It wasn't until a young historian by the name of Dirk Dahnhardt undertook a thesis at Kiel University, published in 1977, which looked into the events in Kiel. His work tried to remain objective, removing the political interpretation of the facts which had so far clouded people's judgement of the men involved and their motives.
Our friend Klaus picked up on the research, and even visiting Lothar Popp, one of the main leaders in the revolt, in 1978. You can read some of his interview on Klaus' brilliant website here: www.kurkuhl.de We felt a strong resemblance to our very own Cyril Pearce, who had visited Arthur Gardiner - the main protagonist of England, Arise! - in the 60's.
Klaus has continued with his research into the history of Kiel since the 70's, and has recently started a History degree at Kiel University, which is fantastic! It may be that he can attend Dr Sharp's conference later in the year in Leeds, which would also be wonderful.
I am sure we will see lots more of Klaus and we are very grateful to him for his time and expertise.
Me and Mick are all ready for our trip to Germany with Dr Ingrid Sharp today. Passports, check, itinerary, check, bags packed... nearly!
I must say, I've been overwhelmed by the response of the good people of Kiel to my random reaching out about our possible Mutiny project. We are going to be meeting people from across the city, and the theatre also and I'm really looking forward to it!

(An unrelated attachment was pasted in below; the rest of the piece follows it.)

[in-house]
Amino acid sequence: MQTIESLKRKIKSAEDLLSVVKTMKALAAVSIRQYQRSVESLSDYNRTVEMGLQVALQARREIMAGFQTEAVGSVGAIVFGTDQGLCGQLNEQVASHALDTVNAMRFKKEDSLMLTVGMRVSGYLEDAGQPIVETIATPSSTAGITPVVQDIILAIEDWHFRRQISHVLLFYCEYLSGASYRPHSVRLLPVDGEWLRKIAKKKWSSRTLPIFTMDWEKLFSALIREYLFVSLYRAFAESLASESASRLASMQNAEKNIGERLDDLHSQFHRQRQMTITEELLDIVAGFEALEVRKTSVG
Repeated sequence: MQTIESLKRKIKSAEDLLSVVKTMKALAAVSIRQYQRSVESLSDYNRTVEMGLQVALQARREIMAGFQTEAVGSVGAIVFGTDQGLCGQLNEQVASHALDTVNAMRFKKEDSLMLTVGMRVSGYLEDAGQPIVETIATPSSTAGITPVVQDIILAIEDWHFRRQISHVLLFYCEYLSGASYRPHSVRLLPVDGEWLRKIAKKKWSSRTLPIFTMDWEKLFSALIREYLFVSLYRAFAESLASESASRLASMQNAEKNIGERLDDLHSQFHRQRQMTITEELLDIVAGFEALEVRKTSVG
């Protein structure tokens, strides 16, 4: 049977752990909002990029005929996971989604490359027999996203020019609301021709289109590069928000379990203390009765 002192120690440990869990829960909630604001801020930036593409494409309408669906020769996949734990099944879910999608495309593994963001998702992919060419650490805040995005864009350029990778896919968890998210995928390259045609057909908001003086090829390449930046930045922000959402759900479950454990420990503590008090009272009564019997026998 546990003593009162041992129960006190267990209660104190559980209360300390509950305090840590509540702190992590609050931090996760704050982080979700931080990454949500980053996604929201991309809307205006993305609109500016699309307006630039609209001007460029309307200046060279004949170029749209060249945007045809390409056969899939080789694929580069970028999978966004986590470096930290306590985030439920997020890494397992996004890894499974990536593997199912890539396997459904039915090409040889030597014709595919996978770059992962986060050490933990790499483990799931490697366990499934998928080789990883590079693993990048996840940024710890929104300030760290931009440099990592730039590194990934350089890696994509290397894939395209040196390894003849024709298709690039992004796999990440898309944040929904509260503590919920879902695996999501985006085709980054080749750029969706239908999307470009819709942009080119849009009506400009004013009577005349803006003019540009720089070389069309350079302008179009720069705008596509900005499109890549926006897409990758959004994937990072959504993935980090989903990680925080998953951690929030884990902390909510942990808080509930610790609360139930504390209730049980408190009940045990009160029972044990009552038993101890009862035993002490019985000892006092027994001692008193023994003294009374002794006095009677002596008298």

It will be a road trip, as we'll be driving up from Berlin, which gives us a chance to see the German countryside too.
More to follow!
Dewsbury libraries. The display is well worth a visit. The work created by the young people is incredibly moving and creative and we were honoured that 7 of them joined us to present their work to an invited audience. James and Laura from the cast also contributed short selections from the play, but the day was really all about the young people.
Many thanks to the teachers, Kim & Pauline, the staff at Huddersfield library, but mostly to the young people who blew us all away.
The show began, and we were transported to the end of the night in less time than it takes to down a shot. Smudged make-up, take-away debris, loo roll stuck on the soles of shoes, all the signs of a well rehearsed night of rosé-fulled anarchy.
As the piece unfolded, we were metaphorically dragged onto the dance floor of the show, as we danced through the inner lives of these every(wo)men. Intimate confessions and streams of consciousness were interspersed with shouts of 'open or closed?' followed by shots (yes, shots) of white wine. We were absolutely on the emotional rollercoaster, headed 'up town' and back again, stumbling, puking, crying and screaming with laughter.
As the night came to an end, we left with the feeling that the hang over was already taking hold and we were going to suffer for it. But this is a piece worth suffering for. Moments of gut wrenching pathos call on us to ask ourselves as women what it is that calls us to hit that self-destruct button, what binds us together as we free-fall through the night, and how easy it is to fail to see beyond the make-up and glitter and really examine the fullness of the lives of young women today.
Do go and see this company - they are great!